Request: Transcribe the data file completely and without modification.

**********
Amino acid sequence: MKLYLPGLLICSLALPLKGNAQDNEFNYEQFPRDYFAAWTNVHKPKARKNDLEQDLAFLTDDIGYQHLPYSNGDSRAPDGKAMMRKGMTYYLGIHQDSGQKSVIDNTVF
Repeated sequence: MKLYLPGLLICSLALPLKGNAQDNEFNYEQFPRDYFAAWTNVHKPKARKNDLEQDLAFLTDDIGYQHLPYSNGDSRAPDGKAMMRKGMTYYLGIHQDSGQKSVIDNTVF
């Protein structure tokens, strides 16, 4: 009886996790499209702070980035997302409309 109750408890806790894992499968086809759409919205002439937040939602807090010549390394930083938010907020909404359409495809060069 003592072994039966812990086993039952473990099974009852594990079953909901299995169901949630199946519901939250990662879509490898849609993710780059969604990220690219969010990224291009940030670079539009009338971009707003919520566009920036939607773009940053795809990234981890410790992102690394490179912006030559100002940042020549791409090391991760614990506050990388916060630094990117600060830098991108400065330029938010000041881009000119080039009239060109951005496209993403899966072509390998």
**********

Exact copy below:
Amino acid sequence: MKLYLPGLLICSLALPLKGNAQDNEFNYEQFPRDYFAAWTNVHKPKARKNDLEQDLAFLTDDIGYQHLPYSNGDSRAPDGKAMMRKGMTYYLGIHQDSGQKSVIDNTVF
Repeated sequence: MKLYLPGLLICSLALPLKGNAQDNEFNYEQFPRDYFAAWTNVHKPKARKNDLEQDLAFLTDDIGYQHLPYSNGDSRAPDGKAMMRKGMTYYLGIHQDSGQKSVIDNTVF
């Protein structure tokens, strides 16, 4: 009886996790499209702070980035997302409309 109750408890806790894992499968086809759409919205002439937040939602807090010549390394930083938010907020909404359409495809060069 003592072994039966812990086993039952473990099974009852594990079953909901299995169901949630199946519901939250990662879509490898849609993710780059969604990220690219969010990224291009940030670079539009009338971009707003919520566009920036939607773009940053795809990234981890410790992102690394490179912006030559100002940042020549791409090391991760614990506050990388916060630094990117600060830098991108400065330029938010000041881009000119080039009239060109951005496209993403899966072509390998």